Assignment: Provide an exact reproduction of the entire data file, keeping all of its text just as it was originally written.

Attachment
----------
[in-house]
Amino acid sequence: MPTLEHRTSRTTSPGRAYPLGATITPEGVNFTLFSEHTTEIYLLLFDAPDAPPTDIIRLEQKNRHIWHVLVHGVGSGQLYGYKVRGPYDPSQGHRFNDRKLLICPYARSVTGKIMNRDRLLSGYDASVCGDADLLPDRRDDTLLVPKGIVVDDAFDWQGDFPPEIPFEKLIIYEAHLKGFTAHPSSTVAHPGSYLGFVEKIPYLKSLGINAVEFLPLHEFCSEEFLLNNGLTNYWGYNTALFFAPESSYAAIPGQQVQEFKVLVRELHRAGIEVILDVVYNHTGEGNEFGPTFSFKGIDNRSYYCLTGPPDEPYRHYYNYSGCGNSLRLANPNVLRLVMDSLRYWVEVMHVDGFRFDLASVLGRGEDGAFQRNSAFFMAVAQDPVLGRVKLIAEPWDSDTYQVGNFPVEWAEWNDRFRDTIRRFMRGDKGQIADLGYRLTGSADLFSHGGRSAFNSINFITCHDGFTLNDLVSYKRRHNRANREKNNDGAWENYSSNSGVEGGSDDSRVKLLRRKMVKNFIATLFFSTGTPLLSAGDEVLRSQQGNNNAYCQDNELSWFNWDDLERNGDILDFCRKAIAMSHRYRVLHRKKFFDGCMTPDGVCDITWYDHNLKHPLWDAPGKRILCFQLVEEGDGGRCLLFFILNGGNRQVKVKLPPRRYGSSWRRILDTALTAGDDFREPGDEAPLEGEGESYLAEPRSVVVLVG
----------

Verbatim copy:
[in-house]
Amino acid sequence: MPTLEHRTSRTTSPGRAYPLGATITPEGVNFTLFSEHTTEIYLLLFDAPDAPPTDIIRLEQKNRHIWHVLVHGVGSGQLYGYKVRGPYDPSQGHRFNDRKLLICPYARSVTGKIMNRDRLLSGYDASVCGDADLLPDRRDDTLLVPKGIVVDDAFDWQGDFPPEIPFEKLIIYEAHLKGFTAHPSSTVAHPGSYLGFVEKIPYLKSLGINAVEFLPLHEFCSEEFLLNNGLTNYWGYNTALFFAPESSYAAIPGQQVQEFKVLVRELHRAGIEVILDVVYNHTGEGNEFGPTFSFKGIDNRSYYCLTGPPDEPYRHYYNYSGCGNSLRLANPNVLRLVMDSLRYWVEVMHVDGFRFDLASVLGRGEDGAFQRNSAFFMAVAQDPVLGRVKLIAEPWDSDTYQVGNFPVEWAEWNDRFRDTIRRFMRGDKGQIADLGYRLTGSADLFSHGGRSAFNSINFITCHDGFTLNDLVSYKRRHNRANREKNNDGAWENYSSNSGVEGGSDDSRVKLLRRKMVKNFIATLFFSTGTPLLSAGDEVLRSQQGNNNAYCQDNELSWFNWDDLERNGDILDFCRKAIAMSHRYRVLHRKKFFDGCMTPDGVCDITWYDHNLKHPLWDAPGKRILCFQLVEEGDGGRCLLFFILNGGNRQVKVKLPPRRYGSSWRRILDTALTAGDDFREPGDEAPLEGEGESYLAEPRSVVVLVG